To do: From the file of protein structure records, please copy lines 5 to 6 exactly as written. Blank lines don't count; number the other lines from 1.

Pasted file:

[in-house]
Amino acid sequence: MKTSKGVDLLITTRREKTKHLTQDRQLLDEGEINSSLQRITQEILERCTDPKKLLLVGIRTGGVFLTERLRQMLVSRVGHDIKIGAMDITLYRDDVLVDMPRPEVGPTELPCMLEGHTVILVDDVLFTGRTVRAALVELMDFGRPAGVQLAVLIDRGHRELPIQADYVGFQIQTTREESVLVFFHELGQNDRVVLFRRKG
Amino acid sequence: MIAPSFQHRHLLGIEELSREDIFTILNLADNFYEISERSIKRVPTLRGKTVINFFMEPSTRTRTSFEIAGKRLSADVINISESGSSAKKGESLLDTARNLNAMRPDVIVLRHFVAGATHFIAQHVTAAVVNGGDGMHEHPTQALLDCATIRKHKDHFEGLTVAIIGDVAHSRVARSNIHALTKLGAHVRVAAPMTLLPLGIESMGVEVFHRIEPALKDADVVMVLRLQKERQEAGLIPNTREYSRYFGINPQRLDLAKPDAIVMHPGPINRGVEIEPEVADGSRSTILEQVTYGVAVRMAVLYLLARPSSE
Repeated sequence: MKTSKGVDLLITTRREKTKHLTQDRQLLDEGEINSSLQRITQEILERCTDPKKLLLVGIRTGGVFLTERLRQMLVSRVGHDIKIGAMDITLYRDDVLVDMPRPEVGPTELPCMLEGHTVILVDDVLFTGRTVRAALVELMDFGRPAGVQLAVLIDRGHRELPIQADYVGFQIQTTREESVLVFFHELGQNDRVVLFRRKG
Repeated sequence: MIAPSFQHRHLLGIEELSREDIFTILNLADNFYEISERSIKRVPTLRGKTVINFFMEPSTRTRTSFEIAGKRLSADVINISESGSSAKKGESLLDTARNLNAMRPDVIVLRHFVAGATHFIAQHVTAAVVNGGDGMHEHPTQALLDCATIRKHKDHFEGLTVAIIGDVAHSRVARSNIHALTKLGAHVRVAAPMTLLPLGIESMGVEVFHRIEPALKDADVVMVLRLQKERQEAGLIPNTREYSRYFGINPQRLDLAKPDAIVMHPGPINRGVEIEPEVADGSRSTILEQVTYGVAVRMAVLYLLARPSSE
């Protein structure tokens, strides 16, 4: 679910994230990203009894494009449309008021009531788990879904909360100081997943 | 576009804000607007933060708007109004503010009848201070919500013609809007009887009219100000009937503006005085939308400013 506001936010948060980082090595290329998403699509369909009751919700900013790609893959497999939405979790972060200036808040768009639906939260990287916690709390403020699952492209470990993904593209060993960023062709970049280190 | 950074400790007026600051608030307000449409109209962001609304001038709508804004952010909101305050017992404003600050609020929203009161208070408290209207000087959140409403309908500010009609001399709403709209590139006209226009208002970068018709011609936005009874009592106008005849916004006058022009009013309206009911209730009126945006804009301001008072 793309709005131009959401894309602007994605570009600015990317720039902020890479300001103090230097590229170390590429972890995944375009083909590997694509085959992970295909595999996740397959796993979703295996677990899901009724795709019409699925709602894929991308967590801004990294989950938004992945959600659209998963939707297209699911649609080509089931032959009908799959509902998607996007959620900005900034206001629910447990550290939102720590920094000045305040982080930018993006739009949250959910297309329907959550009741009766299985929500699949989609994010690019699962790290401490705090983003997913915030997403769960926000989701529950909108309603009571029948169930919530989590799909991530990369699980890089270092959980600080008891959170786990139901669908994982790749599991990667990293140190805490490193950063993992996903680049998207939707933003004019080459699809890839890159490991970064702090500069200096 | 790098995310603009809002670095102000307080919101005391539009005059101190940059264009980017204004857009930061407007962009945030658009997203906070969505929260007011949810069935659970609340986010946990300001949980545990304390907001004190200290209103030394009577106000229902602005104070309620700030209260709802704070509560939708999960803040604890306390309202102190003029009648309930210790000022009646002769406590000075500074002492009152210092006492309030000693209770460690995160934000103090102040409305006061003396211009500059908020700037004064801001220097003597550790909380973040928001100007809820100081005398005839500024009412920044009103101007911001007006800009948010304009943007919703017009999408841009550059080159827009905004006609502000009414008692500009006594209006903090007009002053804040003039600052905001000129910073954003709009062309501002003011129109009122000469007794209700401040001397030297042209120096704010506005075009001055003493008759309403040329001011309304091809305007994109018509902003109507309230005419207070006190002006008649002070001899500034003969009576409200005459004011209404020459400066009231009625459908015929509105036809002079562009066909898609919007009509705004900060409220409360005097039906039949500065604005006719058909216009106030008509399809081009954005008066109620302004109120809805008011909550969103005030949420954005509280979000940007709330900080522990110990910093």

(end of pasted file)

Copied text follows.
Repeated sequence: MIAPSFQHRHLLGIEELSREDIFTILNLADNFYEISERSIKRVPTLRGKTVINFFMEPSTRTRTSFEIAGKRLSADVINISESGSSAKKGESLLDTARNLNAMRPDVIVLRHFVAGATHFIAQHVTAAVVNGGDGMHEHPTQALLDCATIRKHKDHFEGLTVAIIGDVAHSRVARSNIHALTKLGAHVRVAAPMTLLPLGIESMGVEVFHRIEPALKDADVVMVLRLQKERQEAGLIPNTREYSRYFGINPQRLDLAKPDAIVMHPGPINRGVEIEPEVADGSRSTILEQVTYGVAVRMAVLYLLARPSSE
């Protein structure tokens, strides 16, 4: 679910994230990203009894494009449309008021009531788990879904909360100081997943 | 576009804000607007933060708007109004503010009848201070919500013609809007009887009219100000009937503006005085939308400013 506001936010948060980082090595290329998403699509369909009751919700900013790609893959497999939405979790972060200036808040768009639906939260990287916690709390403020699952492209470990993904593209060993960023062709970049280190 | 950074400790007026600051608030307000449409109209962001609304001038709508804004952010909101305050017992404003600050609020929203009161208070408290209207000087959140409403309908500010009609001399709403709209590139006209226009208002970068018709011609936005009874009592106008005849916004006058022009009013309206009911209730009126945006804009301001008072 793309709005131009959401894309602007994605570009600015990317720039902020890479300001103090230097590229170390590429972890995944375009083909590997694509085959992970295909595999996740397959796993979703295996677990899901009724795709019409699925709602894929991308967590801004990294989950938004992945959600659209998963939707297209699911649609080509089931032959009908799959509902998607996007959620900005900034206001629910447990550290939102720590920094000045305040982080930018993006739009949250959910297309329907959550009741009766299985929500699949989609994010690019699962790290401490705090983003997913915030997403769960926000989701529950909108309603009571029948169930919530989590799909991530990369699980890089270092959980600080008891959170786990139901669908994982790749599991990667990293140190805490490193950063993992996903680049998207939707933003004019080459699809890839890159490991970064702090500069200096 | 790098995310603009809002670095102000307080919101005391539009005059101190940059264009980017204004857009930061407007962009945030658009997203906070969505929260007011949810069935659970609340986010946990300001949980545990304390907001004190200290209103030394009577106000229902602005104070309620700030209260709802704070509560939708999960803040604890306390309202102190003029009648309930210790000022009646002769406590000075500074002492009152210092006492309030000693209770460690995160934000103090102040409305006061003396211009500059908020700037004064801001220097003597550790909380973040928001100007809820100081005398005839500024009412920044009103101007911001007006800009948010304009943007919703017009999408841009550059080159827009905004006609502000009414008692500009006594209006903090007009002053804040003039600052905001000129910073954003709009062309501002003011129109009122000469007794209700401040001397030297042209120096704010506005075009001055003493008759309403040329001011309304091809305007994109018509902003109507309230005419207070006190002006008649002070001899500034003969009576409200005459004011209404020459400066009231009625459908015929509105036809002079562009066909898609919007009509705004900060409220409360005097039906039949500065604005006719058909216009106030008509399809081009954005008066109620302004109120809805008011909550969103005030949420954005509280979000940007709330900080522990110990910093």